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Buddhism, Health and Time Management

December 1, 2020

By Ayako Ochi

District leader



When I was a medical student in Osaka, Japan, I became interested in Christianity after reading a novel by a Christian writer. I attended some church services and bought a Bible.

Although I liked the novel, when it came to living my life, I did not seem to gain wisdom from my new faith. When a new professor came to my medical school, I heard a rumour that she slept only four hours a night. I thought, “That’s amazing! Spending less time sleeping would be a good thing so I could get a lot more things done.” I graduated from medical school in 1992 and trained as a pediatrician. During my pediatric residency, I really regretted becoming a doctor because the work was so stressful, and the responsibility to treat sick children was too heavy. I wanted to escape from this job and I believe this was because I did not have a strong spiritual pillar at the time.    

I came to Toronto in 1997 as a research fellow at SickKids hospital. Immediately, I fell in love with the City of Toronto and SickKids because of the multiculturalism, greater gender equality than in Japan, and wonderful team members in the epilepsy surgery program at the hospital. I made a lot of effort to be able to stay in Canada forever. Thanks to my wonderful supervisors at work, I got a full-time staff position as a neurophysiologist (brain wave analyzer) at SickKids, and permanent resident status in Canada in 2001.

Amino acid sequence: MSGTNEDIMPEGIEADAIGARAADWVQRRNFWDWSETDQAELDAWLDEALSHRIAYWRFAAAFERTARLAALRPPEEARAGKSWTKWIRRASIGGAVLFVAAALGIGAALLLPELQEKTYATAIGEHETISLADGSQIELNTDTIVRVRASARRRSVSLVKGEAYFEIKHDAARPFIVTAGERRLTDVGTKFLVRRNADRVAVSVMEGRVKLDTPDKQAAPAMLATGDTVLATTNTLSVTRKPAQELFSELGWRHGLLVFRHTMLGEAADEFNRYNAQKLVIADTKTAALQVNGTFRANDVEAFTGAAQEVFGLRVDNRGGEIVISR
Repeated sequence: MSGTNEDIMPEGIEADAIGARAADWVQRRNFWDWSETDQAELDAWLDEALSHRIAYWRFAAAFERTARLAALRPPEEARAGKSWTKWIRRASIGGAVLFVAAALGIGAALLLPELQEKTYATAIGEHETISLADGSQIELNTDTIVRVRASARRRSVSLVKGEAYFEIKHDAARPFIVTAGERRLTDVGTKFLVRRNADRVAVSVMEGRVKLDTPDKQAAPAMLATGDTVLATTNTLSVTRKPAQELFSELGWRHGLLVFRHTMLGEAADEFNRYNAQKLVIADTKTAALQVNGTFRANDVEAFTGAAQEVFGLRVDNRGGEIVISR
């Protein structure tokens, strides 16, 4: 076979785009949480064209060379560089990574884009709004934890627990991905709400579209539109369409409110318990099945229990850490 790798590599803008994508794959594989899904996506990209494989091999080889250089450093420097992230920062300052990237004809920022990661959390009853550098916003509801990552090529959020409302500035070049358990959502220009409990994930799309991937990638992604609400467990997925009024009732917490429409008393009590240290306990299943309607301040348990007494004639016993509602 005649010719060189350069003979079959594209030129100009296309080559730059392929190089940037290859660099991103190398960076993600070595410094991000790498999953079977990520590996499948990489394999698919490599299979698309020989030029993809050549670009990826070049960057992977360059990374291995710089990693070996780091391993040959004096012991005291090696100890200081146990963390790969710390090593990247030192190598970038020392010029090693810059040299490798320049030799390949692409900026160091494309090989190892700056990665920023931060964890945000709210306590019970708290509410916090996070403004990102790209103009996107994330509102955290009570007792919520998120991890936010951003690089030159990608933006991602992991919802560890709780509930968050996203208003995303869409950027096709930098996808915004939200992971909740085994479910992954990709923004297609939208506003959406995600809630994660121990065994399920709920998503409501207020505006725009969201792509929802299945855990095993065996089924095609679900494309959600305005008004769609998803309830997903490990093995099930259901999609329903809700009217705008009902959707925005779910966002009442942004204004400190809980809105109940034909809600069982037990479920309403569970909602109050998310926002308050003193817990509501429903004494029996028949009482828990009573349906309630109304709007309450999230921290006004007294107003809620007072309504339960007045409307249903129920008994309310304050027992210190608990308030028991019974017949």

One day, I bought airline tickets from a travel agency owned by an SGI member, Sam Takahashi. I told him I was interested in Christianity because of the novels of the Christian writer I liked. He told me he was an SGI member practising and propagating Nichiren Buddhism. When Sam took me to a discussion meeting for the first time in 2005, I was so surprised to see non-Japanese people were pronouncing Nam-myoho-renge-kyo and gongyo beautifully. Sam gave me a book of introduction to Buddhism, in which I found very interesting Buddhist concepts, especially “Ten Worlds” and “Ten Factors.” The concept I was most attracted to, though, was the “oneness of body and mind.” It seemed to me that Buddhism was so reasonable and scientific, yet much more advanced than current science. Current medicine and science does not deal with the concepts of the eternity of life and the cycle of life and death because it cannot prove them. When I read about these Buddhist concepts, I instinctively felt that they were so true. I joined SGI and received the Gohonzon on November 6, 2005. 

After I started this Buddhist practice, I experienced three health benefits. First, my severe shoulder pain gradually disappeared within the first couple of years. Second, my sleep quality improved. Third, I met a wonderful dentist who gave me braces to correct my open bite. It took almost four years, but now I can enjoy eating sandwiches, corn and apples. 

Another benefit I noticed was the increase in my music aptitude. Chanting Nam-myoho-renge-kyo every day with deep abdominal breathing has developed my choral singing voice. Also, I was able to pass the Grade 10 piano exam in 2007 and Associate of the Royal Conservatory of Toronto (ARCT) piano performance exam in 2016.